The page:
unless your healthcare provider has told you it is okay.

What should I avoid while taking bupropion hydrochloride extended-release tablets (XL)?

Limit or avoid using alcohol during treatment with bupropion hydrochloride extended-release

tablets (XL). If you usually drink a lot of alcohol, talk with your healthcare provider before

suddenly stopping. If you suddenly stop drinking alcohol, you may increase your chance of having

seizures.

Do not drive a car or use heavy machinery until you know how bupropion hydrochloride extended-

release tablets (XL) affect you. Bupropion hydrochloride extended-release tablets (XL) can affect

your ability to do these things safely.

What are possible side effects of bupropion hydrochloride extended-release tablets (XL)?

Bupropion hydrochloride extended-release tablets (XL) can cause serious side effects. See the sections at

the beginning of this Medication Guide for information about serious side effects of bupropion

hydrochloride extended-release tablets (XL).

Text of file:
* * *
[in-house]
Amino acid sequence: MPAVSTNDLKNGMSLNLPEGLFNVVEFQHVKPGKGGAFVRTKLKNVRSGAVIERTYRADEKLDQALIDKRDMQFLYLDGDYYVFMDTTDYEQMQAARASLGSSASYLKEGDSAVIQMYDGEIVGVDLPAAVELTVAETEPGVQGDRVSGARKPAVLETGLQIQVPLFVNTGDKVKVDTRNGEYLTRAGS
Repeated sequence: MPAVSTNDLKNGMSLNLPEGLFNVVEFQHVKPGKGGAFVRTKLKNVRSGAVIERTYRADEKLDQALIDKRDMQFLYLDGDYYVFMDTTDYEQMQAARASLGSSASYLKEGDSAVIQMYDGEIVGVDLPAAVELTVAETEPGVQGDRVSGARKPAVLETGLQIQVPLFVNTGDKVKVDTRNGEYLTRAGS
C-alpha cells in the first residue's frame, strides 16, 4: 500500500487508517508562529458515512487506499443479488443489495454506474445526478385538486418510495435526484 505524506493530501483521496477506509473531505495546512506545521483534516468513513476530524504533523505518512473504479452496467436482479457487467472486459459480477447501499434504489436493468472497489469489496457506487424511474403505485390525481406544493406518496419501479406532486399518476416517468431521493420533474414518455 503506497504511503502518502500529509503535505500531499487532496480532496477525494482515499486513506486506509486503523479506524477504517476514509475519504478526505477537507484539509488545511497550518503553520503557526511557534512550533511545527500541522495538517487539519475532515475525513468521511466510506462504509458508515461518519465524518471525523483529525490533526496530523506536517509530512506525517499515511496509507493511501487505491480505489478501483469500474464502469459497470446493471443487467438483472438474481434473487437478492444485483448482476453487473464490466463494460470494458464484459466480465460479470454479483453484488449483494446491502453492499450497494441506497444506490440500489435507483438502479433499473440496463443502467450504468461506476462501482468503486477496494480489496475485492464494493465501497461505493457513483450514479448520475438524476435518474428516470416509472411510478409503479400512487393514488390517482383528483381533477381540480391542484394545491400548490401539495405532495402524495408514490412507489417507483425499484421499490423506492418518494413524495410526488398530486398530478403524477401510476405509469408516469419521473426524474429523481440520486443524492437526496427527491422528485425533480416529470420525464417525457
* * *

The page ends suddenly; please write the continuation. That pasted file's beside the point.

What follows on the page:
The most common side effects of bupropion hydrochloride extended-release tablets (XL) include:

trouble sleeping

feeling anxious

stuffy nose

nausea

dry mouth

constipation

dizziness

joint aches

If you have trouble sleeping, do not take bupropion hydrochloride extended-release tablets (XL) too close

to bedtime.

Tell your healthcare provider right away about any side effects that bother you.

These are not all the possible side effects of bupropion hydrochloride extended-release tablets (XL). For

more information, ask your healthcare provider or pharmacist.

Call your doctor for medical advice about side effects. You may report side effects to FDA at 1-800-

FDA-1088.

You may also report side effects to Accord Healthcare Inc. at 1-866-941-7875

How should I store bupropion hydrochloride extended-release tablets (XL)?

Store bupropion hydrochloride extended-release tablets (XL) at room temperature between 59°F

and 86°F (15°C to 30°C).Protect from light.

Keep bupropion hydrochloride extended-release tablets (XL) and all medicines out of the reach of

children.

General information about the safe and effective use of bupropion hydrochloride extended-release tablets

(XL).

Medicines are sometimes prescribed for purposes other than those listed in a Medication Guide. Do not